Google Panda 4.0 or not: Why owning a good domain name still matters

If you know a thing or two about domain names, you probably cringe just as much as I do when you see people doing things like typing “what is the website for State Farm” on Google – as opposed to typing in

Just typing in the web address should be simple (in addition to being less work), but most people’s brains don’t seem to work in ways that remember or work with domain names as a palatable means of web browsing.

Well, either that, or Google has successfully manipulated them into having a preference to “search”, by making search suggestions pop up in the Google Chrome address bar, before a URL can even be typed in – as well as making the Google search bar prominent on the home screen of Android phones, and keeping the “Browser” option minute and insignificant.

Sadly, this is how people surf the net these days. Gone are the days of typing in whatever keyword you’re looking for in a .com and seeing what comes up. Best of cases – you find what you’re looking for. Worst of cases, you make a serendipitous discovery. Which may not be pleasant, if you were looking for, sometime before 2004 (Context:

Despite the little bit of extra effort, the whole “type it into Google” thing (or “asking the internet”, as my Grandpa says) seems to work for the majority of the population, since Google’s ever-evolving algorithm is learning how to interpret peoples’ sentences in such a way that they can connect almost any given search query with relevant content.

Since it keeps on doing just that, what reason do internet users have to change anything?

So, with that in mind, you may be thinking that a strong domain name could no longer be relevant – since, in the State Farm example, and would be equally easy to access on a Google inquiry of “what is the website for State Farm”.

With that being said, why should you make a point to obtain for your brand, as opposed to

Here are a few reasons as to why a good .com still matters:

1. Email addresses

Email is here to stay. People may have switched over to text messaging, Facebook messages, and WhatsApp to talk to one another socially – but most business is done by email. Just as you’ll want an impressive reception area at your office, you’ll want to give someone a good first impression when they email you. An email address such as “” looks a lot cleaner than “”.

Plus, it’s much easier to type, for a prospective client. Less risk of a discouraging bounceback.

2. Advertisements

I don’t deny for a second that most people will just Google your company name if they want to find your website, even though your domain might be loud and clear in the ad itself. Despite this, just typing it into Google gets the job done.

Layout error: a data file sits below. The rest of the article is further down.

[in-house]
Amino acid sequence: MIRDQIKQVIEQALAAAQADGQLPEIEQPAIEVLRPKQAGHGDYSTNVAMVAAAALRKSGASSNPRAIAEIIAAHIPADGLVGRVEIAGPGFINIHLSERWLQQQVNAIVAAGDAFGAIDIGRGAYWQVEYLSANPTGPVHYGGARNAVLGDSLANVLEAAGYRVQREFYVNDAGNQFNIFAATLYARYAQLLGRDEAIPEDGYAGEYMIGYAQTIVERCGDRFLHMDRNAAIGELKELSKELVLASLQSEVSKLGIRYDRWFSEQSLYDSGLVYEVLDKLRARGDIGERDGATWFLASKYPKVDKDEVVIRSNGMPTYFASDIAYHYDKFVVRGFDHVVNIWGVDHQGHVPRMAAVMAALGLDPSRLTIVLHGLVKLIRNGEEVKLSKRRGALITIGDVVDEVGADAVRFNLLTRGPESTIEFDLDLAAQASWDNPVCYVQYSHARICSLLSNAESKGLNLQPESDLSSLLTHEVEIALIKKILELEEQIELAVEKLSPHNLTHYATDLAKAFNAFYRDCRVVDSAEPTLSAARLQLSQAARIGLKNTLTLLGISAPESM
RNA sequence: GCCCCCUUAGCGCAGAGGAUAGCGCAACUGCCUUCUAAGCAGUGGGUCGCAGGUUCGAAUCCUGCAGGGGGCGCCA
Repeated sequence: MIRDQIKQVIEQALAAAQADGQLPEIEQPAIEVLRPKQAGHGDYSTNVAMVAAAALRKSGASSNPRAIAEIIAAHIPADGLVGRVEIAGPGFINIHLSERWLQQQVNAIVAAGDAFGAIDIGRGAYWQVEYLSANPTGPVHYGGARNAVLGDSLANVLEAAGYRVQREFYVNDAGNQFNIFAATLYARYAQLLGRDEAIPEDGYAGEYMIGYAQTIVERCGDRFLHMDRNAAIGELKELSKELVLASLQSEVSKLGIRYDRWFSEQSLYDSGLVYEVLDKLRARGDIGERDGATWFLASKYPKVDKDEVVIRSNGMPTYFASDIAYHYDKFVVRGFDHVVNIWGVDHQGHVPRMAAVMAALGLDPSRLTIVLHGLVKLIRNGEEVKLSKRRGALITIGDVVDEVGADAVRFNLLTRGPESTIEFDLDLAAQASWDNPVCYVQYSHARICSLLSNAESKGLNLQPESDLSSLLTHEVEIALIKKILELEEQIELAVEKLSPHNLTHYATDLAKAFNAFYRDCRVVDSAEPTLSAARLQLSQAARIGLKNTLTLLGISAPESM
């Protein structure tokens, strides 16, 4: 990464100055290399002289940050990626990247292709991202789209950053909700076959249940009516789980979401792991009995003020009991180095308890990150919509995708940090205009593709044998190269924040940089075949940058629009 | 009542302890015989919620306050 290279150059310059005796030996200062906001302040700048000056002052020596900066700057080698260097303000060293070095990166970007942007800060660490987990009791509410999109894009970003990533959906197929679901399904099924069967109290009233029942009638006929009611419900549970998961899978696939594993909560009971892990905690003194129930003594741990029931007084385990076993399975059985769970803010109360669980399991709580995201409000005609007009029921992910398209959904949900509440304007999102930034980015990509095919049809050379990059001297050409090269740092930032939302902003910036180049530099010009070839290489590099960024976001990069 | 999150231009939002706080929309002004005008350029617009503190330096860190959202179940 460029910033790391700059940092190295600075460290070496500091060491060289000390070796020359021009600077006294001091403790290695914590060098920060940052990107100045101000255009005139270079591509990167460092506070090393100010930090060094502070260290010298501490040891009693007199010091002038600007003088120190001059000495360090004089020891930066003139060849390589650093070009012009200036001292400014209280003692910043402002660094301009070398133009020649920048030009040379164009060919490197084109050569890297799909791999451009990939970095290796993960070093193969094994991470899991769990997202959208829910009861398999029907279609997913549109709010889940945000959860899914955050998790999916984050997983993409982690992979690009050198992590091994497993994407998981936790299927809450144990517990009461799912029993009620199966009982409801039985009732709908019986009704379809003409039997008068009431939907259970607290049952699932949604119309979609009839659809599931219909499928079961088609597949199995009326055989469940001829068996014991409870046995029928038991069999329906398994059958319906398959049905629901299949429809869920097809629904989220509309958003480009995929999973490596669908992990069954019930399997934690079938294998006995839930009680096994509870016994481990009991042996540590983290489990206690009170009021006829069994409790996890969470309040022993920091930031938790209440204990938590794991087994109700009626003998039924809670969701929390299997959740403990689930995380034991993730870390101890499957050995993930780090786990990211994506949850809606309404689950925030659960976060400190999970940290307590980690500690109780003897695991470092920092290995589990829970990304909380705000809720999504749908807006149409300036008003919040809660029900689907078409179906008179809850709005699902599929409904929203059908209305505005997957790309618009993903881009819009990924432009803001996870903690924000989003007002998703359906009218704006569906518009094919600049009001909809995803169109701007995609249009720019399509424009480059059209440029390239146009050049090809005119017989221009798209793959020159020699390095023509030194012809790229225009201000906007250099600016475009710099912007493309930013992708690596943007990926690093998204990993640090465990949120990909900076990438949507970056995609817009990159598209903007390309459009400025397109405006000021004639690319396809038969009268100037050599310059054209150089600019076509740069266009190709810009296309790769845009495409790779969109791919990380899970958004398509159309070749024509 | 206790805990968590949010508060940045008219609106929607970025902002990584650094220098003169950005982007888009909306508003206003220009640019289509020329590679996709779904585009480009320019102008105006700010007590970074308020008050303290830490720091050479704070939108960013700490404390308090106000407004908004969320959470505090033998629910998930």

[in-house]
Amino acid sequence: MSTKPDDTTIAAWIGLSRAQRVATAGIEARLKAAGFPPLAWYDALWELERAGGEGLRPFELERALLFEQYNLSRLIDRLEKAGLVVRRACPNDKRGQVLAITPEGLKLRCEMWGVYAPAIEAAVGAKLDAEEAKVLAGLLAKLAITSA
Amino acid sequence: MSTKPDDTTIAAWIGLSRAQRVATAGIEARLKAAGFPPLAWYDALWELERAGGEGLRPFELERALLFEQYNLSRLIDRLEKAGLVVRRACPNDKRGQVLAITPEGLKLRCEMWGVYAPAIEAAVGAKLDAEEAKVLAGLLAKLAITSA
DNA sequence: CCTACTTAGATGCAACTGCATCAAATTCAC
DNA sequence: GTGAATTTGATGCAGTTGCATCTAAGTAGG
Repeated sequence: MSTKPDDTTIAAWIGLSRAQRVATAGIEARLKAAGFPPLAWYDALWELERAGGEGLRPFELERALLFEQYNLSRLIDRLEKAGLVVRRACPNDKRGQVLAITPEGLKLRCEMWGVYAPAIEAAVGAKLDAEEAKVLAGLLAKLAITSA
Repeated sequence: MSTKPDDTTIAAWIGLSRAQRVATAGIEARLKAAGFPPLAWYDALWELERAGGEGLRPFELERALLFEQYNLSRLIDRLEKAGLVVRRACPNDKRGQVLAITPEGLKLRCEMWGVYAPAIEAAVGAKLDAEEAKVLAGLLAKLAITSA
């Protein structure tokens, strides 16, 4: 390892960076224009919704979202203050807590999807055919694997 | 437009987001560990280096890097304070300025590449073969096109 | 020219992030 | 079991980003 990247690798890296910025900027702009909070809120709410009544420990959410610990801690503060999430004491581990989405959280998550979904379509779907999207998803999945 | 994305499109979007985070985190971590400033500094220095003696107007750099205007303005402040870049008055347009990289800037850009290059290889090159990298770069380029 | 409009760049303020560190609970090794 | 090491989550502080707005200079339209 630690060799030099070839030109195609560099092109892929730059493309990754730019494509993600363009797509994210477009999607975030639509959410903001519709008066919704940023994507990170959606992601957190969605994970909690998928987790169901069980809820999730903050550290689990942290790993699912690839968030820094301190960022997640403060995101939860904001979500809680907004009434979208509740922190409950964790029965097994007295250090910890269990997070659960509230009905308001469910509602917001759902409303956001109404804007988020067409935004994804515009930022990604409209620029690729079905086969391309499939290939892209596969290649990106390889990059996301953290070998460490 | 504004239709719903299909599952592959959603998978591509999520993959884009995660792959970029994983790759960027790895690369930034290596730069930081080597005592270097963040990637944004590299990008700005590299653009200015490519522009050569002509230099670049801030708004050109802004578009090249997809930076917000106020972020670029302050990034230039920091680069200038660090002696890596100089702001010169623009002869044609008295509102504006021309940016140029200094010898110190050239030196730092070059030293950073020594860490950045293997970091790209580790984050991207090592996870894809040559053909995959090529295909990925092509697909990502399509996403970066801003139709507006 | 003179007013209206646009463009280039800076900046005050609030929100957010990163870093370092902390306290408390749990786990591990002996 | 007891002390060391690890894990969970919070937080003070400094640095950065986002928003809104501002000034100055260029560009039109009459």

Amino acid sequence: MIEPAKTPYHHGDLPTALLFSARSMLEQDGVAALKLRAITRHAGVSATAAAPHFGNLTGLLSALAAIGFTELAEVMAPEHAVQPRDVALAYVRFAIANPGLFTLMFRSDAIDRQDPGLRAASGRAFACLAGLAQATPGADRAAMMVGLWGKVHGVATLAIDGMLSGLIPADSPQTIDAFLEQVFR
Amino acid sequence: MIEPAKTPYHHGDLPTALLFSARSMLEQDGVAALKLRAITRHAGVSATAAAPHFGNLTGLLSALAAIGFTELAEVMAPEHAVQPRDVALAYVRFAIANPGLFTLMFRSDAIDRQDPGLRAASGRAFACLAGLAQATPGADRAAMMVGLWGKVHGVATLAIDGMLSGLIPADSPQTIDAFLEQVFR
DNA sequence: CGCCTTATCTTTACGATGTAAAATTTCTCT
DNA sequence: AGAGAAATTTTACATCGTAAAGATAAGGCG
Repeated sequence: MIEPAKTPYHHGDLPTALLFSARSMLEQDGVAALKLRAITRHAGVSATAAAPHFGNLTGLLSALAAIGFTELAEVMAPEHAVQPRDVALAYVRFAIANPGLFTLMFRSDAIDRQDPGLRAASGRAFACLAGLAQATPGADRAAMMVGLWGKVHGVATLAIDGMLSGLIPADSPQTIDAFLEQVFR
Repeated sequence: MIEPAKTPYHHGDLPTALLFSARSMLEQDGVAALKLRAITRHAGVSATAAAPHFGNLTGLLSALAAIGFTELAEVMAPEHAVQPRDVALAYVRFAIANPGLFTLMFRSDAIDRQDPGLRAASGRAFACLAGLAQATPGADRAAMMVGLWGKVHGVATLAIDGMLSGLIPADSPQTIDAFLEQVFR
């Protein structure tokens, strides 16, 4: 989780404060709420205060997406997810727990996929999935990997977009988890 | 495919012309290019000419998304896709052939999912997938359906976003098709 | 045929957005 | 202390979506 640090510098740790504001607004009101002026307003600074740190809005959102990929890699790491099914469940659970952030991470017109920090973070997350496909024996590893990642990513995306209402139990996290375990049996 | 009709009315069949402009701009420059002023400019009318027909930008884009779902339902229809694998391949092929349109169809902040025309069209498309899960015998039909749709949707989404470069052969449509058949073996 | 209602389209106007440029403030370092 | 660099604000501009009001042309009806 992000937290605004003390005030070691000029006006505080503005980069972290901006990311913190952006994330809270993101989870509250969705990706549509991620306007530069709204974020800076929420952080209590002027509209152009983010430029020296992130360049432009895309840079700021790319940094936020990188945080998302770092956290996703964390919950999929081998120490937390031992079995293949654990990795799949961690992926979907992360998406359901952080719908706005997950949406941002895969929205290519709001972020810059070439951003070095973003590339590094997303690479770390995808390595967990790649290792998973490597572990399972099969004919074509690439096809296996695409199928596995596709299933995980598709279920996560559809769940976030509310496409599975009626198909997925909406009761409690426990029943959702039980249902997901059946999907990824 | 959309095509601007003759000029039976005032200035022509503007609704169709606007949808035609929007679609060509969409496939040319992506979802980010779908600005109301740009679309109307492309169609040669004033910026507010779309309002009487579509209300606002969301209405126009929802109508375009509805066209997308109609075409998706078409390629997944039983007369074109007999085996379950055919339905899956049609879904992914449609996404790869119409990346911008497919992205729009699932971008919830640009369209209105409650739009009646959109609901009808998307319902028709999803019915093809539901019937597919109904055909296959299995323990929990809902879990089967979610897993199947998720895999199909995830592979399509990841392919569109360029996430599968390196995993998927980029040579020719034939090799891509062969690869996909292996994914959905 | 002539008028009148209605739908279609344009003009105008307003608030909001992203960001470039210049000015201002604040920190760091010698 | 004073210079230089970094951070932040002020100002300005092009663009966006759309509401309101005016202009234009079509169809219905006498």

I also don’t deny for a second that many people will buy a $10 tie to go with a $1,000 suit, if they just need the tie once for a funeral or a wedding. After all, it gets the job done, if a tie is necessary.

But if somebody saw you wearing a visibly cheap tie with a visibly expensive suit… they’ll know something’s up. In the same way, if I look at an advertisement that I know cost thousands, or tens of thousands of dollars to run, and you’ve got a registration fee domain that looks like a registration fee domain (e.g. – I’ll feel like something’s up. The two just don’t match.

Am I comparing a cheap domain name to a cheap tie? Absolutely. You get what you pay for; and it shows.

Just as people will see your tie when you’re wearing a suit, people will see your domain in an advertisement. Just because they won’t use your domain since they’re going to Google you anyway (and other people probably won’t use your tie but they’ll look at it anyway), doesn’t mean they can’t judge you for it.

3. Brand protection

It’s no secret that two companies can have the exact same name. It’s also no secret that that same name will only exist in singular supply, as far as .com domain names go. This is the centric issue between Nissan Computer Company and Nissan Motor Company, over the computer company’s domain name

If you don’t defend your entitlement to a reputation of doing business under a certain name – then someone else will, for themselves. This also applies to purely generic domain names consisting of just a keyword.

For example, I’ll bet Russian Standard likes the idea of being known as “the” vodka company. Which is why they own Can anybody else make that claim? Not at all. This makes it a key part of their brand presence, as a purveyor of vodka.

So, while “” might “do the job” of getting a user to the website, no distinct uniqueness is garnered in doing so – which is where the power of a great .com domain lies; as a means of prestige, and not just function.

4. People who actually type in URLs

This makes me feel like a bit of a dinosaur, but I still navigate the web by typing in URL’s. For instance, if I know that Prada’s website is, I’ll go to Why look for it on Google, when that will take an extra step that I don’t need to undergo?

The reality is, you’re doing a disservice to this segment of the population by giving them a difficult domain to work with. If you leave them no choice but to Google your company, not only do they need to take an extra step to find you – but if you’re paying for adwords, to get you to the top, you run the risk of them clicking on one of your paid ads… meaning they’ve cost you money before they’ve even gotten to your site!

People use the internet very differently today than they did ten years ago. But the technology itself hardly changed. Meaning that the usage of domain names has certainly changed… but their functionality hasn’t.

A good domain name is just as relevant as it ever was – and is exactly why it should be a priority when it comes to establishing your brand.

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